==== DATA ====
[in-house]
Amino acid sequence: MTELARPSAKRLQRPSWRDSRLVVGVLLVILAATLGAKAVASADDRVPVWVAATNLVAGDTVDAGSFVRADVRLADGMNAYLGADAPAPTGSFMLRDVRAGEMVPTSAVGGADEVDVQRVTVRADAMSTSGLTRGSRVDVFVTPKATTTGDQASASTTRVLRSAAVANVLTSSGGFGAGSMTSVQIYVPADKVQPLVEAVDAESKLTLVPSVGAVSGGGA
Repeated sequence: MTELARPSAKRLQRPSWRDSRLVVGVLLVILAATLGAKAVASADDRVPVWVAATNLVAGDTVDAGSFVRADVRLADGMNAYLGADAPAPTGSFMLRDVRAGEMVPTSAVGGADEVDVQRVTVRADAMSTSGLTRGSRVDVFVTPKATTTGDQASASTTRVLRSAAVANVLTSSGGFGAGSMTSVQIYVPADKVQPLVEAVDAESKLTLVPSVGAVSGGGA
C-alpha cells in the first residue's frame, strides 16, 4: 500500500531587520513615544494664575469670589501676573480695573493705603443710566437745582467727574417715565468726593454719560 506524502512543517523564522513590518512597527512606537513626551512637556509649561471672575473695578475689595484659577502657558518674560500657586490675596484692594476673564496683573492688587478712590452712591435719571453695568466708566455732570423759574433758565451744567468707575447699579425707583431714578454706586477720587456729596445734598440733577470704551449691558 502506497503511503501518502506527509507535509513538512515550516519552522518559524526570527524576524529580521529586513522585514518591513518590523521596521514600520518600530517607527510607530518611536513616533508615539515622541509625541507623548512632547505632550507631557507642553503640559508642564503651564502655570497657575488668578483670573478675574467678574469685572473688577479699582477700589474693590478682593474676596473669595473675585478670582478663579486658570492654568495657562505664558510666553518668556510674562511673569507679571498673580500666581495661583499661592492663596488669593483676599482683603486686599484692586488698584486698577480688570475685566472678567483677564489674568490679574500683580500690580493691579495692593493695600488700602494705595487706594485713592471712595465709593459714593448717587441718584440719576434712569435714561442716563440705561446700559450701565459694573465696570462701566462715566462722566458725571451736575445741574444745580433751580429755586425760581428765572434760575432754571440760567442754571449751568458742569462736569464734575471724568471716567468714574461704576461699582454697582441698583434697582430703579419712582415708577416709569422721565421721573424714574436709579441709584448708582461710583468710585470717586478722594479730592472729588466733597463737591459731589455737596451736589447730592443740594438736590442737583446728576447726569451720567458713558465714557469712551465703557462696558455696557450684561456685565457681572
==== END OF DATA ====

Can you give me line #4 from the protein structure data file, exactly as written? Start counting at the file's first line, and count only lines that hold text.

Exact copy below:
C-alpha cells in the first residue's frame, strides 16, 4: 500500500531587520513615544494664575469670589501676573480695573493705603443710566437745582467727574417715565468726593454719560 506524502512543517523564522513590518512597527512606537513626551512637556509649561471672575473695578475689595484659577502657558518674560500657586490675596484692594476673564496683573492688587478712590452712591435719571453695568466708566455732570423759574433758565451744567468707575447699579425707583431714578454706586477720587456729596445734598440733577470704551449691558 502506497503511503501518502506527509507535509513538512515550516519552522518559524526570527524576524529580521529586513522585514518591513518590523521596521514600520518600530517607527510607530518611536513616533508615539515622541509625541507623548512632547505632550507631557507642553503640559508642564503651564502655570497657575488668578483670573478675574467678574469685572473688577479699582477700589474693590478682593474676596473669595473675585478670582478663579486658570492654568495657562505664558510666553518668556510674562511673569507679571498673580500666581495661583499661592492663596488669593483676599482683603486686599484692586488698584486698577480688570475685566472678567483677564489674568490679574500683580500690580493691579495692593493695600488700602494705595487706594485713592471712595465709593459714593448717587441718584440719576434712569435714561442716563440705561446700559450701565459694573465696570462701566462715566462722566458725571451736575445741574444745580433751580429755586425760581428765572434760575432754571440760567442754571449751568458742569462736569464734575471724568471716567468714574461704576461699582454697582441698583434697582430703579419712582415708577416709569422721565421721573424714574436709579441709584448708582461710583468710585470717586478722594479730592472729588466733597463737591459731589455737596451736589447730592443740594438736590442737583446728576447726569451720567458713558465714557469712551465703557462696558455696557450684561456685565457681572